I’d be the first to admit it. I’m a big Clifford Geertz fan. I can’t think of many others who match his fluency in so broad a range of disciplines. That being the case, it may come as no surprise that anthropology’s significance for theological inquiry is a question I have a fair bit of patience for. We already know that theology and philosophy, for richer or poorer, in sickness and in health, are singularly bound to one another; this is so tired a tale that it doesn’t need further rehearsing here. Elsewhere I’ve tried to give some attention to the ties between theology and literature, which I don’t think many would consider all that great an imaginative leap either. But now I’d like to put the spotlight on theologians building bridges with anthropology. The connections between these disciplines may be less obvious. To help bring their affinities into sharper focus, Continuum released this title in 2011: Ethnography as Christian Theology and Ethics edited by Christian Scharen (Luther Seminary) and Aana Marie Vigen (Loyola University Chicago). The volume is divided into three parts: the first presents the theoretical vision grounding their proposal, the second collects seven examples of the sort of theologically conscious ethnographic work the editors are calling for, and the third is a concluding essay offering advice on how one may proceed as a theologian equipped with ethnographic sensibilities. Though in its execution the volume foregrounds its revisionist sensitivities to an extent that threatens to eclipse its primary purpose of showcasing the powers of ethnographic discourse, you needn’t hesitate to give this volume a hearing on that account. The project still succeeds in alerting us to a neglected perspective (and its accompanying limits), and that much remains logically separable from some of its proffered conclusions. Nevertheless, a few more words on the theological warrants motivating the juxtaposition of these disciplines may be in order.
All scholarly disciplines, and theology is no exception here, will inevitably face the question of whether and how distinct fields of study hang together. One answer to this question takes its cue from the tautological axiom that “knowledge is knowledge,” consequently authorizing a vision of the gamut of intellectual inquiry as a cooperative venture in a shared enterprise. In this paradigm, theologians would be duty-bound to consult with natural and social scientists, philosophers and historians, and so on, revising their truth-claims in the process, because they supposedly share canons of judgment and verification that transcend the differences between their discipline-specific objects of study. The prospect of talking past one another isn’t a live fear here. Since all inquiry registers in the same key of discourse, there’s nothing to worry about.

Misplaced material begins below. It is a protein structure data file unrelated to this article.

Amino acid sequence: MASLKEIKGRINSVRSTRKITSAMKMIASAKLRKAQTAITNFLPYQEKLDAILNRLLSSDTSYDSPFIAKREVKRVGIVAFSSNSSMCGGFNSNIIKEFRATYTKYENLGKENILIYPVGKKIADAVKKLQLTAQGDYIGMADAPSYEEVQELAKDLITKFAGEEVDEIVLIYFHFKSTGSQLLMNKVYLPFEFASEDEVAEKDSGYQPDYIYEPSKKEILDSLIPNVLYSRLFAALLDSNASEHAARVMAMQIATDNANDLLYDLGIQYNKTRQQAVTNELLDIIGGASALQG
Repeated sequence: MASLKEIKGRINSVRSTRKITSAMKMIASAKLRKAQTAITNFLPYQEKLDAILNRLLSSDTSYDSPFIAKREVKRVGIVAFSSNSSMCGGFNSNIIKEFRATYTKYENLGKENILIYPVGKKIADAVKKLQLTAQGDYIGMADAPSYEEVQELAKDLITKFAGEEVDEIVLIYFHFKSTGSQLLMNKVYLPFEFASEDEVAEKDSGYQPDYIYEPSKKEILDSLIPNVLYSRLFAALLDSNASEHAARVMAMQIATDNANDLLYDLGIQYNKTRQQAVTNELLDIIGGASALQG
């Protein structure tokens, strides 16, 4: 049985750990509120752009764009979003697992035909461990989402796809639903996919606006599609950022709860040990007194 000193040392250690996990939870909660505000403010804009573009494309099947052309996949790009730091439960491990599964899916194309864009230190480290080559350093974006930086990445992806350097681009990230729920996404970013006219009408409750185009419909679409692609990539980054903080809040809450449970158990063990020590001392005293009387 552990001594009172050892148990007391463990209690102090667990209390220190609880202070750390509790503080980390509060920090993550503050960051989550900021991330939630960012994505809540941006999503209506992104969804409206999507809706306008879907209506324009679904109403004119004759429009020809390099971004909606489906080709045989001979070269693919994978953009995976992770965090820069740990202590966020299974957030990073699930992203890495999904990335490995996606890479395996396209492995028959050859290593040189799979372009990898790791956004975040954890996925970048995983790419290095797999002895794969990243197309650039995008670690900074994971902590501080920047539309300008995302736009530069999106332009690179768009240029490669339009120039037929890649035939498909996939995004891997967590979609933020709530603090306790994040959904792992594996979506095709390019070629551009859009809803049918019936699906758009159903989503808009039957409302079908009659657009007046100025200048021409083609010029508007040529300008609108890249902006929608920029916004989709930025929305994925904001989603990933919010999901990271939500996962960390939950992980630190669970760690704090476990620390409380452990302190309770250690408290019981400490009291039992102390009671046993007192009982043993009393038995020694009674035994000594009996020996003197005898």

A second answer to the question of how disciplines hang together rejects the defining axiom of the first. Here inquiry starts instead with the premise that “knowledge for you isn’t necessarily knowledge for me.” This paradigm just can’t shake its perception that greater significance needs to be accorded to the discontinuities between disciplines and their respective deliverances. Scholars, they’ll say, aren’t simply schooled into a general competency for “intellectual inquiry” — there’s no such thing. Rather, they’re enculturated into discipline-specific memories, idioms, and procedures of discourse, etc., all of which contribute to generating distinctive imaginative capacities. Here theology’s autonomous and non-foundational character is celebrated, sometimes even touted as the safeguard of its orthodoxy. (The Tertullians we’ll always have with us.)
Of course in reality we don’t face so stark a disjunction, as these two answers are really only two poles on a spectrum broad enough to accommodate a variety of more nuanced positions. Hans Frei, for example, once contemplated five possible answers. I, however, have painted the picture in this fashion so as to motivate this question, what does theology stand to gain from increasing its circle of interlocutors? Which are its closest cognate disciplines? What I see as at stake in this question is the formation of our theological imaginations. Let’s face it — theologians are impressionable. Who they choose to converse with will shape their sense of theology’s tasks and audiences. Why I find ethnography particularly worth heeding, finally getting back to the matter at hand, is its capacity to recover theology’s ecclesial roots and responsibilities. Among the throng of theology’s potential conversation partners, ethnographers stand in a unique position to amplify the voices and attend to the practices of actual Christians. You may find yourself surprised by how much mere description can uncover. As the editors put it, “Ethnography is a way to take particularity seriously — to discover truth revealed through embodied habits, relations, practices, narratives, and struggles.” These are touchstones theologians would do well not to neglect. I’ll leave it to Scharen and Vigen to unpack ethnography’s significance for theology further.
You might also consider:
- Perspectives on Ecclesiology and Ethnography, edited by Peter Ward, (Eerdmans, 2012), which includes contributions from Paul Fiddes, Alister McGrath, John Webster, and Richard Osmer. (This volume would have served just as well for this notice.)
- Nicholas Adams and Charles Elliott, “Ethnography is Dogmatics: Making Description Central to Systematic Theology,” Scottish Journal of Theology, vol. 53, no. 3, (2000), 339-364.
(Maybe you’re wondering what discipline I’ll try putting theology in dialogue with next? Well I won’t leave you in the dark. There’s no question that it will be historiography. Theologians, this is a field pleading for theological attention.)